Text and photographs by Simon Myers
“Excuse me sir, there’s a lion outside.”
Gasps of surprise and then the clatter of small feet around us as we head for the terrace. In the moonlight, straight ahead, a lioness is crouched; alert, head down, drinking from the waterhole. Occasionally she looks up at us, her eyes glinting in the light of the torch.
She roars. Well, more of a deep, growly grunt from her belly. Haroomph! Our six-year-old son Noe lets out a little squeal and squeezes my hand. There is more aggressive grunting and growling amid the odd chink of glass as we put our drinks down.
“Let’s record her voice,” says Milo, our ten-year-old, in a loud whisper. “No-one will believe us back in England if we don’t!”
It was at Onguma Fort, a palatial Moroccan-style lodge on the edge of Etosha National Park, that our Namibian family holiday really took off. With a wonderfully low-key atmosphere, charming staff and beautifully designed chalets, our arrival after several hours on the road was a great way to start the Namibian experience.
Sitting in our bath on the terrace, big enough for the whole family, we looked out across the dry August plain at springbok, zebra and warthog trotting past. We were by far the noisiest animals around.
We had handled the 500-plus-kilometre drive up from Windhoek in good spirits.
We had read one guidebook that said Namibia was not a country to travel around with children, ‘unless they are exceptionally patient’. Ours were not.
The sheer size of the country (five times the size of the United Kingdom!) with a population of only 1.5 million and a notoriously tough landscape inevitably means travelling long distances and spending many hours in the car. Yet with some judicious planning, a picnic kit, binoculars and animal- and bird-spotting games, we managed to travel around for two weeks and have a great holiday.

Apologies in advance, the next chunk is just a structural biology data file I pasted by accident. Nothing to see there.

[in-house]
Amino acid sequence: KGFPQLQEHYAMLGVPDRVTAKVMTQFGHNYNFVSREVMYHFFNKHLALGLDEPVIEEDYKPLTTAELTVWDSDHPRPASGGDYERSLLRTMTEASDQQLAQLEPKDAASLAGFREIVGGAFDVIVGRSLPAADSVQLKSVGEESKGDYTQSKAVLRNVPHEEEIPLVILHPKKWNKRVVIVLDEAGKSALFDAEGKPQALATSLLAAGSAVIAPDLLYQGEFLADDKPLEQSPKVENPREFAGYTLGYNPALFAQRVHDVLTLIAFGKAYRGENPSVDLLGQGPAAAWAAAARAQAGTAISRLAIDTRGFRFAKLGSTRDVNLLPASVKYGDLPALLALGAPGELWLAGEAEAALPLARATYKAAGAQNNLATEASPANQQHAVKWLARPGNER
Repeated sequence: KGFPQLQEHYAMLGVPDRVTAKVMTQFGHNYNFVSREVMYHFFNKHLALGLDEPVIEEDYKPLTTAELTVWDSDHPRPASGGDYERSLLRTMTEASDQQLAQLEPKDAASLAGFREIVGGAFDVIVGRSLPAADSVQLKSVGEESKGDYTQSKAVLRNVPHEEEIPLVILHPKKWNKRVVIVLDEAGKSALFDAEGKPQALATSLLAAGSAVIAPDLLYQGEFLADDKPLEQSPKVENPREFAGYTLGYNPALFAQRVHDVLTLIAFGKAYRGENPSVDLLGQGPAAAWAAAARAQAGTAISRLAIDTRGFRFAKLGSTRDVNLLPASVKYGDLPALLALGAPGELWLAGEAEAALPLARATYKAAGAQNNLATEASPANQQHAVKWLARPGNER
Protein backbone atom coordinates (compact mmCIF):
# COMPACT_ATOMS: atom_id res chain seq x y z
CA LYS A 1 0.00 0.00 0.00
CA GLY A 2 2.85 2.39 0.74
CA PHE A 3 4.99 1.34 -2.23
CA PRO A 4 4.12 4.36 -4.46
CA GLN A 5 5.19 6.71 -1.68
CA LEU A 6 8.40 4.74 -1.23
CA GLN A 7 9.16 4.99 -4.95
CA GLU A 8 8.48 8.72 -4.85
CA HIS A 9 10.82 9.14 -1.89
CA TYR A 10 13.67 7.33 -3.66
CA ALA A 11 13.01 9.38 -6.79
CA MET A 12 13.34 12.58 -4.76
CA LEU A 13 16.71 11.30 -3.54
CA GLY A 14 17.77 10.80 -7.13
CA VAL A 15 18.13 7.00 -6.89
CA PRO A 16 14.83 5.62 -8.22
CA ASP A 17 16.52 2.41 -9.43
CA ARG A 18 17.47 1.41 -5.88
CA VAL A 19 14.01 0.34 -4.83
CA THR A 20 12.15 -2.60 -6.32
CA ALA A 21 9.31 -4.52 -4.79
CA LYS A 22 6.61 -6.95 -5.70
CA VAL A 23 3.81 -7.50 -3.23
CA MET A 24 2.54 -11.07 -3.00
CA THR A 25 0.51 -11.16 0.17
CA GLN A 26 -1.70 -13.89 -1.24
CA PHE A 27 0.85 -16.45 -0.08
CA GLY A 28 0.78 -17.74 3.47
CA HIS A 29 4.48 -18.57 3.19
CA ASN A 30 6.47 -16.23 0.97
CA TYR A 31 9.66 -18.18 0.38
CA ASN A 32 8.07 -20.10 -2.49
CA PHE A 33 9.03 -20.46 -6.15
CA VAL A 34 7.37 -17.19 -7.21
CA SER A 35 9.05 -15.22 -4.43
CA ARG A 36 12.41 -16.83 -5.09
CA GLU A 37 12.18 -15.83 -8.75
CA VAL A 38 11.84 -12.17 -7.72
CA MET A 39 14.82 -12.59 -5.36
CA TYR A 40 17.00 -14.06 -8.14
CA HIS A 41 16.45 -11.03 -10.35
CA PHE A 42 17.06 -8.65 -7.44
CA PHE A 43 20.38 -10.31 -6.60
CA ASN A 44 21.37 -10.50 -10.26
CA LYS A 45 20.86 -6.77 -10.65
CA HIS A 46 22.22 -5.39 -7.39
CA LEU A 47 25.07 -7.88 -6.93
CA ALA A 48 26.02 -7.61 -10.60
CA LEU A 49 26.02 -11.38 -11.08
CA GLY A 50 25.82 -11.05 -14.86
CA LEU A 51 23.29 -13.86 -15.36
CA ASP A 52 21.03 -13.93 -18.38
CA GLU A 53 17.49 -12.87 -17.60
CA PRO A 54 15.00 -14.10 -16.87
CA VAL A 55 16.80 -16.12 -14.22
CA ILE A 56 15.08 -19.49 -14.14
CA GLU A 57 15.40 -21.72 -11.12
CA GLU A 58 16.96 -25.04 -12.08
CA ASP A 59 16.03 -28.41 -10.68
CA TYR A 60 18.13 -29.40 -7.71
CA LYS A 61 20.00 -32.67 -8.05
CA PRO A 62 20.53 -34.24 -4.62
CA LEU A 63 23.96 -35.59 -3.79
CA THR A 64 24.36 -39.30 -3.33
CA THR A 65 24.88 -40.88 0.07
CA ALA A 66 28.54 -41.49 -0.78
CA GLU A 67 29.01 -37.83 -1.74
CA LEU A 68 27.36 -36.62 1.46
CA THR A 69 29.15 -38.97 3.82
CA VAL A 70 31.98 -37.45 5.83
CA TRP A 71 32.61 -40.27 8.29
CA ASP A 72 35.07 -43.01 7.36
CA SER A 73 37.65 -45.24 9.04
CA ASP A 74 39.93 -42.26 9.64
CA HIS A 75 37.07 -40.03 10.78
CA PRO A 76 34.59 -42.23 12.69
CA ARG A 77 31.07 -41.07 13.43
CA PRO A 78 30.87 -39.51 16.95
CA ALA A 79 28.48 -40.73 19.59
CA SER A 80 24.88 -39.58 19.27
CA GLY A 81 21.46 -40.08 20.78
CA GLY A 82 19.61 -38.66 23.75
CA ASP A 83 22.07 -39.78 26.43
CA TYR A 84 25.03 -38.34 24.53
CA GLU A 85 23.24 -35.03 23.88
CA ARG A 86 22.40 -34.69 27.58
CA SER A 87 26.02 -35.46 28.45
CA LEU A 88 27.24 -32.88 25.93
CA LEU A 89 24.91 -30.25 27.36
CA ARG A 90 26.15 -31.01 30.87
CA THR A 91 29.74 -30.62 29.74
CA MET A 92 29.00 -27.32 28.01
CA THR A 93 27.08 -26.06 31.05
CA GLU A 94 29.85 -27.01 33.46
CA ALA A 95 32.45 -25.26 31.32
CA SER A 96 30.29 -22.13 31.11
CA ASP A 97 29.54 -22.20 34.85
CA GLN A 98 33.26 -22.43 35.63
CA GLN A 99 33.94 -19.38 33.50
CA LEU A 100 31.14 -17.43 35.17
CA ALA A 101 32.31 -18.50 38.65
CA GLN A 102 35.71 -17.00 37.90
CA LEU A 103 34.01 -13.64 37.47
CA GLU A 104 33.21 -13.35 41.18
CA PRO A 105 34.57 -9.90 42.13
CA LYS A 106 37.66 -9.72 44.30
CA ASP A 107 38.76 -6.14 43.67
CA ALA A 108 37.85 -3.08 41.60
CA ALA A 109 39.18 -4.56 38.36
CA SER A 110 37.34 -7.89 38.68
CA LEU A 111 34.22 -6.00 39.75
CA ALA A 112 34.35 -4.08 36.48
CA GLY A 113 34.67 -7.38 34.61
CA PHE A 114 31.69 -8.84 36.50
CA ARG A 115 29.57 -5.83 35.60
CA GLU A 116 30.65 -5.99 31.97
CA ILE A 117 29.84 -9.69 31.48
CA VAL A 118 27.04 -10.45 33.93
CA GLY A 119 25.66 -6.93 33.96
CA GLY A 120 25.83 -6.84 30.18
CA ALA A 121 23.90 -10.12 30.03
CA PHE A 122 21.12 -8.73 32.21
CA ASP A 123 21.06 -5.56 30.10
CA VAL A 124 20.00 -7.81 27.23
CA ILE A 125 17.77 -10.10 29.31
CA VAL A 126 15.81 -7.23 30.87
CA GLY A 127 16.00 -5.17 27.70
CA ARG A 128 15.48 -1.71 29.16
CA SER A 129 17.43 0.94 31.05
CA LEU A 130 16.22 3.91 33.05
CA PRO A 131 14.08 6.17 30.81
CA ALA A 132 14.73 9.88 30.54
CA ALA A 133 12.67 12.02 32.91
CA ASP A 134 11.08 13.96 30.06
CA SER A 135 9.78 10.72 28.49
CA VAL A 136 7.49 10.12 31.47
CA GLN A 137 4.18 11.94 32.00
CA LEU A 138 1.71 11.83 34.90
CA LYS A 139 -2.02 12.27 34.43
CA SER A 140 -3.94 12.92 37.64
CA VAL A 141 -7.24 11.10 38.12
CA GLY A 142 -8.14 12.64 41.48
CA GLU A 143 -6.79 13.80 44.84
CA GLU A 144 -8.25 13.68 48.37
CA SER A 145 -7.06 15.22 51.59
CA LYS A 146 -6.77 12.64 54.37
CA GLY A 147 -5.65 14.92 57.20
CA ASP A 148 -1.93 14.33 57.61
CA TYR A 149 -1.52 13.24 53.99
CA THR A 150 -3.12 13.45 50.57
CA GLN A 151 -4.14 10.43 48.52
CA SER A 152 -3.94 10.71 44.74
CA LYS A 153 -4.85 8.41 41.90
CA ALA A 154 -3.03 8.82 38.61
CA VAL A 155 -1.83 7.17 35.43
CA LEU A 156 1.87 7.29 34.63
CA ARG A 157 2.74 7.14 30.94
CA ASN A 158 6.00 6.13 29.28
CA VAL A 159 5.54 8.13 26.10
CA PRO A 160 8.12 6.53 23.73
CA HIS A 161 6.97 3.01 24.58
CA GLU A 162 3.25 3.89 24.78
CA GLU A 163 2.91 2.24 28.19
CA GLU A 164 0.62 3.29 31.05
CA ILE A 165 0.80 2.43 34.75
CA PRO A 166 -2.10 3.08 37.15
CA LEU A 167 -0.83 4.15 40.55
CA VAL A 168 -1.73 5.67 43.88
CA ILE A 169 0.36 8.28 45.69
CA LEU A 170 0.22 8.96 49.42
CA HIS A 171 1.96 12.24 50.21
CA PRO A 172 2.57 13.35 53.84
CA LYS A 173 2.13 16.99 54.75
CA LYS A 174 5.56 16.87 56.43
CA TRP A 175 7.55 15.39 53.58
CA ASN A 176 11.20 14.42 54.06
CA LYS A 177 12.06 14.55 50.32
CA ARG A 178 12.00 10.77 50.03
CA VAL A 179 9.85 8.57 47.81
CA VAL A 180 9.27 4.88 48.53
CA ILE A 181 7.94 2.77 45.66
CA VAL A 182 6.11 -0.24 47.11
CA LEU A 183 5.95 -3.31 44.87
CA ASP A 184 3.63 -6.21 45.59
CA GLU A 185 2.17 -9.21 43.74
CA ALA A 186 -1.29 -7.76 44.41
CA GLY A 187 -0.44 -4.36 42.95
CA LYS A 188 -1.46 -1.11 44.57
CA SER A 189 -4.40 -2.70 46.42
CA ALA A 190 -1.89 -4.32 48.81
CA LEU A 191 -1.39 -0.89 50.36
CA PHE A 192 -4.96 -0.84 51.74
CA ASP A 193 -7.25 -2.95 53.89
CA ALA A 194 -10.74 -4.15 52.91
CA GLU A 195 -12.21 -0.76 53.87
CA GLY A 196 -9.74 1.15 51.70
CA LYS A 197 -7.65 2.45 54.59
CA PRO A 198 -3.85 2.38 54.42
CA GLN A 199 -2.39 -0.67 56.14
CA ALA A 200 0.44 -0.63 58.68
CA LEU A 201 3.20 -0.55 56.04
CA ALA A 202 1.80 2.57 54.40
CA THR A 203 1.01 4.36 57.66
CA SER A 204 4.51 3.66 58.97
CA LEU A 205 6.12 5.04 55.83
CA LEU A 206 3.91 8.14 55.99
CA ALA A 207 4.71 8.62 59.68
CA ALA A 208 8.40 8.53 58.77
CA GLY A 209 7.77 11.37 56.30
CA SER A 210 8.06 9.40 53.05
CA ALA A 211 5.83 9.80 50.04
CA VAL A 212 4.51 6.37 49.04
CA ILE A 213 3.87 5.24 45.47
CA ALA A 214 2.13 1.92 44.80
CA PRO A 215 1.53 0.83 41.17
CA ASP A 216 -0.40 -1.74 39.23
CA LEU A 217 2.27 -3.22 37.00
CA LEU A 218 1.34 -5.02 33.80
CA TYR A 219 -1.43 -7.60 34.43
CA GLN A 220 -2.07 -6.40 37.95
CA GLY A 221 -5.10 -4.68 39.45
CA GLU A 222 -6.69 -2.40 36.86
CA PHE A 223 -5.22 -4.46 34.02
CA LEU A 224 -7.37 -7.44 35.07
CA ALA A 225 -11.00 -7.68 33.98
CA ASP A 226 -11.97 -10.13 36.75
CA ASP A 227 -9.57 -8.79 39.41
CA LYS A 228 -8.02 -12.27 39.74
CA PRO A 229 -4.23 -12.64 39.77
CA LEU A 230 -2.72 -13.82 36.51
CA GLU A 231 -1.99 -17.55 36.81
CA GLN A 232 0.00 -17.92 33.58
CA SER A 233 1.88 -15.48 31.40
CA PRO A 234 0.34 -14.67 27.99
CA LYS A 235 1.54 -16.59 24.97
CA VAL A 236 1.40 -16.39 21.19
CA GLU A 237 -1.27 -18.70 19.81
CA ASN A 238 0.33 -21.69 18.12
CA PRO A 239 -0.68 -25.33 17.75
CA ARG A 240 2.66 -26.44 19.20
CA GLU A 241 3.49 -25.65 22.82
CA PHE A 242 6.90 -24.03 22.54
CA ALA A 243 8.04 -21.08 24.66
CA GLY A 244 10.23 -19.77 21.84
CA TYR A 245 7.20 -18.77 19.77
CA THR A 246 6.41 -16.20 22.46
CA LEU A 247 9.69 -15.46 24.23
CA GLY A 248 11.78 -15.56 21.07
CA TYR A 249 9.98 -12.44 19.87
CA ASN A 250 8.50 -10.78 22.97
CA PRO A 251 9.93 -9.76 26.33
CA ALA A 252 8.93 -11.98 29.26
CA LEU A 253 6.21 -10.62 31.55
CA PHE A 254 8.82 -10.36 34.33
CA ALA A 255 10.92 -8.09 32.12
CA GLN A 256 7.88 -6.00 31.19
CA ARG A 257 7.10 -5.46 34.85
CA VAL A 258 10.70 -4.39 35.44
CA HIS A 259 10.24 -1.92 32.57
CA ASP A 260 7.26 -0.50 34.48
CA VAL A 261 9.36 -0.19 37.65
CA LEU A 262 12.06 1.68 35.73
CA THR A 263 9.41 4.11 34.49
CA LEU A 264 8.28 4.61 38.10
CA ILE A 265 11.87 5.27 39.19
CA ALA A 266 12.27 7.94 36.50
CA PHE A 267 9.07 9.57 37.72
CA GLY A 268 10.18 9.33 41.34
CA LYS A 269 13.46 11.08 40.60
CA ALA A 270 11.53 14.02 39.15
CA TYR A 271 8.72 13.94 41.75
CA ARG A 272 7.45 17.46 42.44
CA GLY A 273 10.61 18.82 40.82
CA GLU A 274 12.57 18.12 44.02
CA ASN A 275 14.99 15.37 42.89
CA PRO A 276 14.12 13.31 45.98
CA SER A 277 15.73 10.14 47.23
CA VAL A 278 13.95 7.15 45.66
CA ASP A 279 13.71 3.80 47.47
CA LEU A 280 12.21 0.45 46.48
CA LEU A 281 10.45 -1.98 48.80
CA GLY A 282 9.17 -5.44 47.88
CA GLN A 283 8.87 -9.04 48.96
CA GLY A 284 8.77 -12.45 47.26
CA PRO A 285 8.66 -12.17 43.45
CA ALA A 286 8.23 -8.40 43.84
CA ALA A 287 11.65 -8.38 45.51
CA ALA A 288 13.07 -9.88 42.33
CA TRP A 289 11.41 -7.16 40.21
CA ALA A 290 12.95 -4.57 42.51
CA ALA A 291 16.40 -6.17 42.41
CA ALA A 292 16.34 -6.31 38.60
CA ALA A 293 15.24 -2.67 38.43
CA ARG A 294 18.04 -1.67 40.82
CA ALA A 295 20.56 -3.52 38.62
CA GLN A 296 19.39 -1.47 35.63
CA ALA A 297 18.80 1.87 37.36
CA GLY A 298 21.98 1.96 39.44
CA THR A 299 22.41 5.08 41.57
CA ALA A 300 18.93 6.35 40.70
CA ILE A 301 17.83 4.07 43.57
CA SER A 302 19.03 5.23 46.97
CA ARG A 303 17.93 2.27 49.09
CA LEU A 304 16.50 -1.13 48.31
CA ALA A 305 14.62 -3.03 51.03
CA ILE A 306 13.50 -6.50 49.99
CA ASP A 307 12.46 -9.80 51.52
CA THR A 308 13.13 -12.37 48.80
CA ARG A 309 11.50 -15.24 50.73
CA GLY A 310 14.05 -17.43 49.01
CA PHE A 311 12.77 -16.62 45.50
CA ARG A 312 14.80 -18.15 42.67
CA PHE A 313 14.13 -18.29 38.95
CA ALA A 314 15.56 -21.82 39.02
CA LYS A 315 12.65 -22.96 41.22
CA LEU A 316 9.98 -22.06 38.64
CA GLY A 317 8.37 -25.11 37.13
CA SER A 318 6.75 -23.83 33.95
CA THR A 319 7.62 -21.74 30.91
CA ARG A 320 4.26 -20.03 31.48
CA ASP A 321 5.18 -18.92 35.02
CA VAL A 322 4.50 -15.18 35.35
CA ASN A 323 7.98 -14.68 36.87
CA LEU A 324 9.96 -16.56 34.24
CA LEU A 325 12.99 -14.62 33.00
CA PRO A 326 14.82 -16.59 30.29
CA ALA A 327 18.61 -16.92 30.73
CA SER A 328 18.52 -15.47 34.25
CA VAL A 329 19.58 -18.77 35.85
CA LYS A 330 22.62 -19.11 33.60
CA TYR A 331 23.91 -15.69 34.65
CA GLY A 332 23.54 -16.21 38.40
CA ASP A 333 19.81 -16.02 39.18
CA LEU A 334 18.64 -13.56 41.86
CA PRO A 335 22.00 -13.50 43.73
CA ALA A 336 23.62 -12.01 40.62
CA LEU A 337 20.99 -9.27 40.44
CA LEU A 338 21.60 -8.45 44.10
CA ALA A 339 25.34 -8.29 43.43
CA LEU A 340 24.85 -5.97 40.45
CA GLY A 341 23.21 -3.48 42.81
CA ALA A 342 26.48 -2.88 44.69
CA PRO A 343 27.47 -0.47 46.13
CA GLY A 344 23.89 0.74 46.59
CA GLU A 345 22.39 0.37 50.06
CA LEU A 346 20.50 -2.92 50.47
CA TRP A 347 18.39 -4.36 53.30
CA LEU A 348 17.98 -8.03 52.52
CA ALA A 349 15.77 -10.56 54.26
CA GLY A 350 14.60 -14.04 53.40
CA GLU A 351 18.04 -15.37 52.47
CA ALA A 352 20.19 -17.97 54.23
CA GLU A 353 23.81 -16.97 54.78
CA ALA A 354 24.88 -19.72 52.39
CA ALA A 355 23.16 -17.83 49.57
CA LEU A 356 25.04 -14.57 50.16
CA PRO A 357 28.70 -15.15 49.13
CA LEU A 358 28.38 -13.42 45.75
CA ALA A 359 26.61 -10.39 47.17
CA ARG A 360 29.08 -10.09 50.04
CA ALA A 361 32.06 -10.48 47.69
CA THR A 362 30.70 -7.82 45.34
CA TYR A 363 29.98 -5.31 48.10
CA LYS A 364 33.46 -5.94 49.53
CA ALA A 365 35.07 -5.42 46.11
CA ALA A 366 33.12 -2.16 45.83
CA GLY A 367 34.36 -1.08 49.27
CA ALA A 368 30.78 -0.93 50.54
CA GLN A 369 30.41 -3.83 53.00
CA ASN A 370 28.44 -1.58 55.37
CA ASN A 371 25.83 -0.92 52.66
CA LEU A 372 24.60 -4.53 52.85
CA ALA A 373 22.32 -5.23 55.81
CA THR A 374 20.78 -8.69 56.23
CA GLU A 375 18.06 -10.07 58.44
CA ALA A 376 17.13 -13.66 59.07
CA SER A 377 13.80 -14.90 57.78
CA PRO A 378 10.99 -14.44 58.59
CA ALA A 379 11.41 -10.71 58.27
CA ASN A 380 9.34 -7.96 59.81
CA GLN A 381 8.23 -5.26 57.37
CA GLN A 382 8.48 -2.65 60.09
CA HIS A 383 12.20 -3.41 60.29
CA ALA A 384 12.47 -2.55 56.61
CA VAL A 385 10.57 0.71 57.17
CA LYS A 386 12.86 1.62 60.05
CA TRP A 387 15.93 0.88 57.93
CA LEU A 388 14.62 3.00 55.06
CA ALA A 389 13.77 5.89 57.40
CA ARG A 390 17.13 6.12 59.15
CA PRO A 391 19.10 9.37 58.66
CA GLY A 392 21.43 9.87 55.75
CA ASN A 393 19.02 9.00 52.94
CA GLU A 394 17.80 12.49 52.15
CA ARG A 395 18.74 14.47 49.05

Visiting in August meant driving across a dry and dusty land, but also one that allowed us to see many animals and birds that might have remained hidden. From spotted hyaena to rhino and giraffe, dik-dik to black-faced impala, gemsbok and elephants, there were animals and birds galore – not just in game reserves, but also along the side of the road.
Etosha National Park
Seeing all the animals in the park, particularly mingling with over 50 elephants at one waterhole.
Onguma Lodge for its laid-back and minimalist air, but also high levels of service. This included our own jeep early in the morning to see game, fortified by blankets, a knowledgeable driver and mugs of hot chocolate.
Etosha Lodge (a traditional family-friendly hotel with chalets perched on a koppie, affording great sweeping views), because it had a swimming pool on the edge of the hill with no one else in it and a dramatic backdrop, as well as a buffet where the kids could choose what to eat. Oh, yes – there were no lions or hyaenas around, which meant they could walk on their own between the chalet and the main building.
Sleeping under the stars in Damaraland
We arrived in a rocky, reddish-brown landscape and a Tibetan-style building with a hint of Mad Max about it, perched on a little hill and dominating the landscape. The staff members were by far the most delightful team we met on our holiday. Very engaged, funny and also amazing singers (an after-dinner highlight).